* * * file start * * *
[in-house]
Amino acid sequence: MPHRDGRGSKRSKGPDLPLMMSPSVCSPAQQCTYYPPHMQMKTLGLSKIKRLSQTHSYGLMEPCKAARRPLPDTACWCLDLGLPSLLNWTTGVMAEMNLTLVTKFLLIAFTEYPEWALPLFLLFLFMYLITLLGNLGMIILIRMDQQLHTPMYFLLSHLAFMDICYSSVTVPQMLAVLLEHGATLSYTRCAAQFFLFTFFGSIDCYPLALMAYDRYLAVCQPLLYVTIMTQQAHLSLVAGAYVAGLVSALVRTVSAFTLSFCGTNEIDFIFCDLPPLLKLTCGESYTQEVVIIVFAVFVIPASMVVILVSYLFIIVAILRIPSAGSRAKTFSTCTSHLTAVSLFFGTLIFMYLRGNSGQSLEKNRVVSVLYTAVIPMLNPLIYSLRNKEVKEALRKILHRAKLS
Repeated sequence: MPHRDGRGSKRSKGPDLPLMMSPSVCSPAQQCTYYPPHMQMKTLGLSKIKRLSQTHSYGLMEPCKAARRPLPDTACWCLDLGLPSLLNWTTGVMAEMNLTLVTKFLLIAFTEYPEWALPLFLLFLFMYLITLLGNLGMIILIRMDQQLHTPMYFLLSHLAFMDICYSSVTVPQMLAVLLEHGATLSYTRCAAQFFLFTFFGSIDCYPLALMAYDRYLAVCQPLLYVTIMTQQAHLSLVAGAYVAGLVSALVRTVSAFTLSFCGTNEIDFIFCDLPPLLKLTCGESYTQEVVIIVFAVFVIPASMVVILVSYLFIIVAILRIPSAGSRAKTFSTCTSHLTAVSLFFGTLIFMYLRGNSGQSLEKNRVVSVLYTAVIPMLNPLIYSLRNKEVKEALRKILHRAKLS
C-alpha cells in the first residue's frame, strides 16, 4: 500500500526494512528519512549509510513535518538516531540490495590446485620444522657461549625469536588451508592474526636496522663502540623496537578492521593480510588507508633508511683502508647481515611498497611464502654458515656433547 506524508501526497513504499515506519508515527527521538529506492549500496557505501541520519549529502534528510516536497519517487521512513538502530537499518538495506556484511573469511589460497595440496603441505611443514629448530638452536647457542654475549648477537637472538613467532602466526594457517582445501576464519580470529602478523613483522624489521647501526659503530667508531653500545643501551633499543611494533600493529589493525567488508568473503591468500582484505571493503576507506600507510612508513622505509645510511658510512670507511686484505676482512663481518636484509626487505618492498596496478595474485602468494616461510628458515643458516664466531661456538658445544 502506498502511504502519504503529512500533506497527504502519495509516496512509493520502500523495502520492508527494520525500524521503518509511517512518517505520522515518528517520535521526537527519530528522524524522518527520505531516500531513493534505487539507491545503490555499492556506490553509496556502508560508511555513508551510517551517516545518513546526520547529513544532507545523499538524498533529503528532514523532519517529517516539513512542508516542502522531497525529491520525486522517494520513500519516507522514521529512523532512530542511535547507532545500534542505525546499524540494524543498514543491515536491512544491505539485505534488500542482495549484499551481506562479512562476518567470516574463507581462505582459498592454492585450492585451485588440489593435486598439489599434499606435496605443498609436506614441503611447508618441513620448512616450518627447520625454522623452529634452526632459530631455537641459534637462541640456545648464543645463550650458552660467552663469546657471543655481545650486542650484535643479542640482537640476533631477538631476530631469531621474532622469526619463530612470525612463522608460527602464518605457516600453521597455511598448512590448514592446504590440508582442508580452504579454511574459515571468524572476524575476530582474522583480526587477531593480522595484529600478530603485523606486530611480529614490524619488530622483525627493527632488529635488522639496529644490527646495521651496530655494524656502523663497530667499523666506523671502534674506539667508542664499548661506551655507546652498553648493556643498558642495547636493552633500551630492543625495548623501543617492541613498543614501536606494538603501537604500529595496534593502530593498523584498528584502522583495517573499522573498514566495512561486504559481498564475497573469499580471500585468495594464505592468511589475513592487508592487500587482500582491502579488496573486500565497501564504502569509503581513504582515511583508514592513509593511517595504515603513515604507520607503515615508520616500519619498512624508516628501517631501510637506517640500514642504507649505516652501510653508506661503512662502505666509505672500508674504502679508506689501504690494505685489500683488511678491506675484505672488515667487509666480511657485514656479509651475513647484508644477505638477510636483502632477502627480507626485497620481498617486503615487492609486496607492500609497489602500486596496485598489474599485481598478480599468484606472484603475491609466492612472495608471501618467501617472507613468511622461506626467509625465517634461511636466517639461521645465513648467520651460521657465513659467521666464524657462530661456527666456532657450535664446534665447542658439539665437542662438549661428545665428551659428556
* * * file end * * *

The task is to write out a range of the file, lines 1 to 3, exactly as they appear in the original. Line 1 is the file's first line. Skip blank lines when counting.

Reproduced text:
[in-house]
Amino acid sequence: MPHRDGRGSKRSKGPDLPLMMSPSVCSPAQQCTYYPPHMQMKTLGLSKIKRLSQTHSYGLMEPCKAARRPLPDTACWCLDLGLPSLLNWTTGVMAEMNLTLVTKFLLIAFTEYPEWALPLFLLFLFMYLITLLGNLGMIILIRMDQQLHTPMYFLLSHLAFMDICYSSVTVPQMLAVLLEHGATLSYTRCAAQFFLFTFFGSIDCYPLALMAYDRYLAVCQPLLYVTIMTQQAHLSLVAGAYVAGLVSALVRTVSAFTLSFCGTNEIDFIFCDLPPLLKLTCGESYTQEVVIIVFAVFVIPASMVVILVSYLFIIVAILRIPSAGSRAKTFSTCTSHLTAVSLFFGTLIFMYLRGNSGQSLEKNRVVSVLYTAVIPMLNPLIYSLRNKEVKEALRKILHRAKLS
Repeated sequence: MPHRDGRGSKRSKGPDLPLMMSPSVCSPAQQCTYYPPHMQMKTLGLSKIKRLSQTHSYGLMEPCKAARRPLPDTACWCLDLGLPSLLNWTTGVMAEMNLTLVTKFLLIAFTEYPEWALPLFLLFLFMYLITLLGNLGMIILIRMDQQLHTPMYFLLSHLAFMDICYSSVTVPQMLAVLLEHGATLSYTRCAAQFFLFTFFGSIDCYPLALMAYDRYLAVCQPLLYVTIMTQQAHLSLVAGAYVAGLVSALVRTVSAFTLSFCGTNEIDFIFCDLPPLLKLTCGESYTQEVVIIVFAVFVIPASMVVILVSYLFIIVAILRIPSAGSRAKTFSTCTSHLTAVSLFFGTLIFMYLRGNSGQSLEKNRVVSVLYTAVIPMLNPLIYSLRNKEVKEALRKILHRAKLS